.... At present the high end audio press only exists to keep their advertisers happy.

ref. Jazz At the Pawnshop :

Obviously Jazz isn't your favorite style of music, that makes it rather difficult to appreciate an atmospheric recording like that. For me it is foot stomping and finger snapping good. Everyone his own, if you don't like, that's fine, just calling it "dreck" seems a little intolerant, just my $0.02. But if it makes you feel good ... ;-)).

 

ref. current state of audio review magazines :

I completely agree. There is not a single review where the corresponding full page add is not included in the same issue.

post #254 of 345

This is a fun thread, for sure. The point of my earlier post BTW was it really is difficult to enjoy the music when the obsession is to probe the SQ. I also think some here have had too much Kool Aid. That's to say, some here it appears have bought  into the psychobabble claims from audio marketers without actually letting what science there is in it help them come to their senses. But, as it has been said, it's all good! Spend your disposable income on what ever moves you.

post #255 of 345
Quote:
Originally Posted by icebear View Post

ref. Jazz At the Pawnshop :
Obviously Jazz isn't your favorite style of music, that makes it rather difficult to appreciate an atmospheric recording like that. For me it is foot stomping and finger snapping good. Everyone his own, if you don't like, that's fine, just calling it "dreck" seems a little intolerant, just my $0.02. But if it makes you feel good ... ;-)).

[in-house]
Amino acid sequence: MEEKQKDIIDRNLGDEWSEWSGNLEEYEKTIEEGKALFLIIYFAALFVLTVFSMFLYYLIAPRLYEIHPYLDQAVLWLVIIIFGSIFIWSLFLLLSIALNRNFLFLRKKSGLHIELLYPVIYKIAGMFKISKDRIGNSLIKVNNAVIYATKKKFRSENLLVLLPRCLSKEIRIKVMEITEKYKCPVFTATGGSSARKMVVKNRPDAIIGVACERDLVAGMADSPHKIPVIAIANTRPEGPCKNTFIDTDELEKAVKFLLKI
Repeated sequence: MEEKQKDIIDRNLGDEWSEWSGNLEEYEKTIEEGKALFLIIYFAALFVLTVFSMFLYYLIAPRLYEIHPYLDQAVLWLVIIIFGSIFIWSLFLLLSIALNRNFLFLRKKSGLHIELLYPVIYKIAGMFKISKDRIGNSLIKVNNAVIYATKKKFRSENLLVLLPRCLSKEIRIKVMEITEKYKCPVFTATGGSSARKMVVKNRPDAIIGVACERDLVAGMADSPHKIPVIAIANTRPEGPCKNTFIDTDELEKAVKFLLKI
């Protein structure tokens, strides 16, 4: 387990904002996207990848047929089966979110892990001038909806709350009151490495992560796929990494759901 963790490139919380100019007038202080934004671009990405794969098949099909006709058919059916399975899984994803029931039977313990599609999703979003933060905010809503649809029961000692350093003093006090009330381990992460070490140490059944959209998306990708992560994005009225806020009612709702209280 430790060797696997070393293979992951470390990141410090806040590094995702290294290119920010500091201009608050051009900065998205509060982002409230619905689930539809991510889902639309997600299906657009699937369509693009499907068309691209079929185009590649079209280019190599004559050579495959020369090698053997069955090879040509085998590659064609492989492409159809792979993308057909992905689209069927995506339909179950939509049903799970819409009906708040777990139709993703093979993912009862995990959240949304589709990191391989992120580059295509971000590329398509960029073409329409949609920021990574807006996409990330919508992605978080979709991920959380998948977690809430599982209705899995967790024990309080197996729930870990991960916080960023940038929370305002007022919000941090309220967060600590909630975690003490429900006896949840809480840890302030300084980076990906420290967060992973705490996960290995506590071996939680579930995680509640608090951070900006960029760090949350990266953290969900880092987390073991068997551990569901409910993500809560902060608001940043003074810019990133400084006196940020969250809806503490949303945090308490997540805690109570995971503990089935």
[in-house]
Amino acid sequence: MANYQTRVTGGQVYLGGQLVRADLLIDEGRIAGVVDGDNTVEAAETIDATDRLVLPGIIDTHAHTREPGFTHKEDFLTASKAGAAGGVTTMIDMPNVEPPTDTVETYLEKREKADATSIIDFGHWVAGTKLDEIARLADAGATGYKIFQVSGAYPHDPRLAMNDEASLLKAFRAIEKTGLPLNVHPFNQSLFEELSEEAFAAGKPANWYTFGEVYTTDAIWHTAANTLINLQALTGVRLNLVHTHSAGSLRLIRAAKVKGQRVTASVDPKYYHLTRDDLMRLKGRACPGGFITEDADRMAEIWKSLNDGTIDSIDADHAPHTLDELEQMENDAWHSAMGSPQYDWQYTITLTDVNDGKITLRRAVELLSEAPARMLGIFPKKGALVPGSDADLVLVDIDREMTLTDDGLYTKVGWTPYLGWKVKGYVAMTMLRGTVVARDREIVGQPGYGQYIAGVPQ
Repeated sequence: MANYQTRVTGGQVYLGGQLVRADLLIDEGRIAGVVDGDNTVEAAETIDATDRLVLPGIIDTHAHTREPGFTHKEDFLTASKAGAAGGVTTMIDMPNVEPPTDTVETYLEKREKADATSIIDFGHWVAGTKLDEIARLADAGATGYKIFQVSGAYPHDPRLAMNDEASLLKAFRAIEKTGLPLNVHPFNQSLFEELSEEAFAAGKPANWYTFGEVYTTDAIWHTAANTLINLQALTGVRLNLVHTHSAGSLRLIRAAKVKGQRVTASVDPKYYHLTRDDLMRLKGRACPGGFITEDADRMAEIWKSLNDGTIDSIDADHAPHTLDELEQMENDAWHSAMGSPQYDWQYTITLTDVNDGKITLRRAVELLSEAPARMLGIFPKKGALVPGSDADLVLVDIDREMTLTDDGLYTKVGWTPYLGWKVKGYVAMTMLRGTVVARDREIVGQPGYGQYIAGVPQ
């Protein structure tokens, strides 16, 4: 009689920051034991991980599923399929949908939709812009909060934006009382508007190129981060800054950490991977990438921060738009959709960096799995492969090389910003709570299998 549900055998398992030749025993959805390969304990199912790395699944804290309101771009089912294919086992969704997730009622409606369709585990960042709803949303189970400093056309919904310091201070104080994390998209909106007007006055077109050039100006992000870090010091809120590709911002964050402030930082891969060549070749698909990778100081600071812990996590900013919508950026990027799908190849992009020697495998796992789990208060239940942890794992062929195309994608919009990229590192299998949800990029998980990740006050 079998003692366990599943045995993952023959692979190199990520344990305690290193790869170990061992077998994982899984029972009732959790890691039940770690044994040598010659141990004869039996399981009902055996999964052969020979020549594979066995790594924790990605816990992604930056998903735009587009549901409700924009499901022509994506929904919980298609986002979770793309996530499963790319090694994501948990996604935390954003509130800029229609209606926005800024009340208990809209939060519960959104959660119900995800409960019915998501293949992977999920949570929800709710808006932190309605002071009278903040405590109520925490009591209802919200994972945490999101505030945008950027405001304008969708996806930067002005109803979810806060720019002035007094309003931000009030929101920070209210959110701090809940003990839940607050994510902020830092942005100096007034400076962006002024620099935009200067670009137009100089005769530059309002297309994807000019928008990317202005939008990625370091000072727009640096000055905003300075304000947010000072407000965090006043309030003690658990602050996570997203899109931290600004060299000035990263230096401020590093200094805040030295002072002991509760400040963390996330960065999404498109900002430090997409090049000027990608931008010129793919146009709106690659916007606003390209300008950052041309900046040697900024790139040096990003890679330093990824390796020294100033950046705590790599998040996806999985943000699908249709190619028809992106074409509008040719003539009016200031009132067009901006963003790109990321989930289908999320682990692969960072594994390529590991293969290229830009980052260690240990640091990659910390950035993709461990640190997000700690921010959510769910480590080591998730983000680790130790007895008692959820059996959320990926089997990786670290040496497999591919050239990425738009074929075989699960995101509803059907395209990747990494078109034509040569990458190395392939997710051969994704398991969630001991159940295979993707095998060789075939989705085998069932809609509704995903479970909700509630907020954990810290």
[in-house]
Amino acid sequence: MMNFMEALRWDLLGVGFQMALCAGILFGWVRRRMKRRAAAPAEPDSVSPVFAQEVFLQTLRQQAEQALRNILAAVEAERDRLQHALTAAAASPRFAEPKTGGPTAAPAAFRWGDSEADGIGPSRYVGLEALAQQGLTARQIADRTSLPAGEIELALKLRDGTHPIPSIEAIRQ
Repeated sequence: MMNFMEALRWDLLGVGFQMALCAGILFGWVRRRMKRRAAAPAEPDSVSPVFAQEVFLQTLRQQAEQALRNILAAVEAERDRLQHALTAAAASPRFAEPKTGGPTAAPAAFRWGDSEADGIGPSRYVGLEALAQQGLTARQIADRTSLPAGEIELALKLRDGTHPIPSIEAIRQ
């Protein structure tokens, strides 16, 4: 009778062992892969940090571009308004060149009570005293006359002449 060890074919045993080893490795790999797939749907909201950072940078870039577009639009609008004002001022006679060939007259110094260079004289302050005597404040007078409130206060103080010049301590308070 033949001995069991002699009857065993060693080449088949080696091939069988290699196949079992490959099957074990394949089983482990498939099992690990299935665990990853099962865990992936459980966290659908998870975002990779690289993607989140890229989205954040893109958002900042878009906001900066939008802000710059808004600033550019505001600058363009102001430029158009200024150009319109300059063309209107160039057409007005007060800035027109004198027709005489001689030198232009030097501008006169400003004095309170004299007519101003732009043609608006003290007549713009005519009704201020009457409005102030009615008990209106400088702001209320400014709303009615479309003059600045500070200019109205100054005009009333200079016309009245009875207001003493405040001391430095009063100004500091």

ref. current state of audio review magazines :
I completely agree. There is not a single review where the corresponding full page add is not included in the same issue.

Sad to have to say this but you could not be more incorrect. Jazz is by far my favorite style of music and I've been a jazz fan and listener for over 40 years. JATPS is dreck in spite of it being so well recorded. I would take any Louie Armstrong recording, regardless of sound quality, over JATPS any day of the week. As a matter of fact JATPS is about the most perfect example there is for everything wrong with audiophile recordings: really substandard performances really well recorded. In other words, music that sounds great on a mega-buck audio system but has zero ability to move the listener emotionally.

Hey but at least we about the audio magazines - completely worthless and entirely dishonest.